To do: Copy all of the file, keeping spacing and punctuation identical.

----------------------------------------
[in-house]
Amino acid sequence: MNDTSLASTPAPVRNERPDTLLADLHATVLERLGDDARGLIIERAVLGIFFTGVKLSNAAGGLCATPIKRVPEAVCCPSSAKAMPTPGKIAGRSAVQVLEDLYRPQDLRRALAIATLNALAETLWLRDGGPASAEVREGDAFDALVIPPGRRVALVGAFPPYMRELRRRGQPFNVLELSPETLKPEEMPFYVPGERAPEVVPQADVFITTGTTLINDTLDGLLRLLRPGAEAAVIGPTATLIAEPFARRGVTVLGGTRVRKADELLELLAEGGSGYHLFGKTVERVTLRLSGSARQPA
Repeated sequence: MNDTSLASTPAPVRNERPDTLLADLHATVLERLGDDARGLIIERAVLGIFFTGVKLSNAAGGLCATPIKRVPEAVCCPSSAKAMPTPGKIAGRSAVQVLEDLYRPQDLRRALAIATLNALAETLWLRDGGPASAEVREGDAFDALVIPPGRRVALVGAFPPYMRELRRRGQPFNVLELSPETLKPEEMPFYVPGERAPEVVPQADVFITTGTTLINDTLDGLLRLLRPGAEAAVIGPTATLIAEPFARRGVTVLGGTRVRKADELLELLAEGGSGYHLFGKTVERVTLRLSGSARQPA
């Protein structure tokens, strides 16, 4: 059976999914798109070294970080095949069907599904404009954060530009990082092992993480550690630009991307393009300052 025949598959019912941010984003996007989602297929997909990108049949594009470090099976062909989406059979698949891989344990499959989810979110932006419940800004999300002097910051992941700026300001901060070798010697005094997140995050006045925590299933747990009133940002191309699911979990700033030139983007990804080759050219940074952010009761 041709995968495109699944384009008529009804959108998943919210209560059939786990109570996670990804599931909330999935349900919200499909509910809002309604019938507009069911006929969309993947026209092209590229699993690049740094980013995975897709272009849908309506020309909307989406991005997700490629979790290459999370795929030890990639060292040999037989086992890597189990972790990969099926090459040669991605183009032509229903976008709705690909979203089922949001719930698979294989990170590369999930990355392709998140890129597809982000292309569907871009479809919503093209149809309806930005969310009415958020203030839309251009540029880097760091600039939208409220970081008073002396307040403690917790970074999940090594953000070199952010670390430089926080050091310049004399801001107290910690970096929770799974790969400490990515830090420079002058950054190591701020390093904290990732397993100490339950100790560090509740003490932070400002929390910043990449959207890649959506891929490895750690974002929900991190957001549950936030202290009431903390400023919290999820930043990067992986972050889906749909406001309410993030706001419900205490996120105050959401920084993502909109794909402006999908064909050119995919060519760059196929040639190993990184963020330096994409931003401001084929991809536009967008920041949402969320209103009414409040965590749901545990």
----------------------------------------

[in-house]
Amino acid sequence: MNDTSLASTPAPVRNERPDTLLADLHATVLERLGDDARGLIIERAVLGIFFTGVKLSNAAGGLCATPIKRVPEAVCCPSSAKAMPTPGKIAGRSAVQVLEDLYRPQDLRRALAIATLNALAETLWLRDGGPASAEVREGDAFDALVIPPGRRVALVGAFPPYMRELRRRGQPFNVLELSPETLKPEEMPFYVPGERAPEVVPQADVFITTGTTLINDTLDGLLRLLRPGAEAAVIGPTATLIAEPFARRGVTVLGGTRVRKADELLELLAEGGSGYHLFGKTVERVTLRLSGSARQPA
Repeated sequence: MNDTSLASTPAPVRNERPDTLLADLHATVLERLGDDARGLIIERAVLGIFFTGVKLSNAAGGLCATPIKRVPEAVCCPSSAKAMPTPGKIAGRSAVQVLEDLYRPQDLRRALAIATLNALAETLWLRDGGPASAEVREGDAFDALVIPPGRRVALVGAFPPYMRELRRRGQPFNVLELSPETLKPEEMPFYVPGERAPEVVPQADVFITTGTTLINDTLDGLLRLLRPGAEAAVIGPTATLIAEPFARRGVTVLGGTRVRKADELLELLAEGGSGYHLFGKTVERVTLRLSGSARQPA
């Protein structure tokens, strides 16, 4: 059976999914798109070294970080095949069907599904404009954060530009990082092992993480550690630009991307393009300052 025949598959019912941010984003996007989602297929997909990108049949594009470090099976062909989406059979698949891989344990499959989810979110932006419940800004999300002097910051992941700026300001901060070798010697005094997140995050006045925590299933747990009133940002191309699911979990700033030139983007990804080759050219940074952010009761 041709995968495109699944384009008529009804959108998943919210209560059939786990109570996670990804599931909330999935349900919200499909509910809002309604019938507009069911006929969309993947026209092209590229699993690049740094980013995975897709272009849908309506020309909307989406991005997700490629979790290459999370795929030890990639060292040999037989086992890597189990972790990969099926090459040669991605183009032509229903976008709705690909979203089922949001719930698979294989990170590369999930990355392709998140890129597809982000292309569907871009479809919503093209149809309806930005969310009415958020203030839309251009540029880097760091600039939208409220970081008073002396307040403690917790970074999940090594953000070199952010670390430089926080050091310049004399801001107290910690970096929770799974790969400490990515830090420079002058950054190591701020390093904290990732397993100490339950100790560090509740003490932070400002929390910043990449959207890649959506891929490895750690974002929900991190957001549950936030202290009431903390400023919290999820930043990067992986972050889906749909406001309410993030706001419900205490996120105050959401920084993502909109794909402006999908064909050119995919060519760059196929040639190993990184963020330096994409931003401001084929991809536009967008920041949402969320209103009414409040965590749901545990």